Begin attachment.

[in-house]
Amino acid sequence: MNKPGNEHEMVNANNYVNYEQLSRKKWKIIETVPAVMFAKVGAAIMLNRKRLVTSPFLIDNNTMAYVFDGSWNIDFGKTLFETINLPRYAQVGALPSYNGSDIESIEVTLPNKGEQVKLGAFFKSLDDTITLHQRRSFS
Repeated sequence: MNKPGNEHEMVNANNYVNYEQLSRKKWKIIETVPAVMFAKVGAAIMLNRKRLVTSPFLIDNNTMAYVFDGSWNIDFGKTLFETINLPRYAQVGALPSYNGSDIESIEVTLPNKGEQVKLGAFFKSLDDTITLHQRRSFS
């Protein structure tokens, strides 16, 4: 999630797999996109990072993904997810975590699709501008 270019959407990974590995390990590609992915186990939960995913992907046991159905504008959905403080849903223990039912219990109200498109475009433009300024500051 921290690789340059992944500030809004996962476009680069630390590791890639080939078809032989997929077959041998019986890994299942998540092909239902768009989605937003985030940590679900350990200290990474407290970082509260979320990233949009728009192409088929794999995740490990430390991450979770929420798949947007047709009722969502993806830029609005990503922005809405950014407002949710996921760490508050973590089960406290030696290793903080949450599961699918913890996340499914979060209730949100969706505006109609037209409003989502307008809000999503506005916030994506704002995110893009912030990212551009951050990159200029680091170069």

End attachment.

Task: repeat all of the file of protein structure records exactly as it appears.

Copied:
[in-house]
Amino acid sequence: MNKPGNEHEMVNANNYVNYEQLSRKKWKIIETVPAVMFAKVGAAIMLNRKRLVTSPFLIDNNTMAYVFDGSWNIDFGKTLFETINLPRYAQVGALPSYNGSDIESIEVTLPNKGEQVKLGAFFKSLDDTITLHQRRSFS
Repeated sequence: MNKPGNEHEMVNANNYVNYEQLSRKKWKIIETVPAVMFAKVGAAIMLNRKRLVTSPFLIDNNTMAYVFDGSWNIDFGKTLFETINLPRYAQVGALPSYNGSDIESIEVTLPNKGEQVKLGAFFKSLDDTITLHQRRSFS
């Protein structure tokens, strides 16, 4: 999630797999996109990072993904997810975590699709501008 270019959407990974590995390990590609992915186990939960995913992907046991159905504008959905403080849903223990039912219990109200498109475009433009300024500051 921290690789340059992944500030809004996962476009680069630390590791890639080939078809032989997929077959041998019986890994299942998540092909239902768009989605937003985030940590679900350990200290990474407290970082509260979320990233949009728009192409088929794999995740490990430390991450979770929420798949947007047709009722969502993806830029609005990503922005809405950014407002949710996921760490508050973590089960406290030696290793903080949450599961699918913890996340499914979060209730949100969706505006109609037209409003989502307008809000999503506005916030994506704002995110893009912030990212551009951050990159200029680091170069």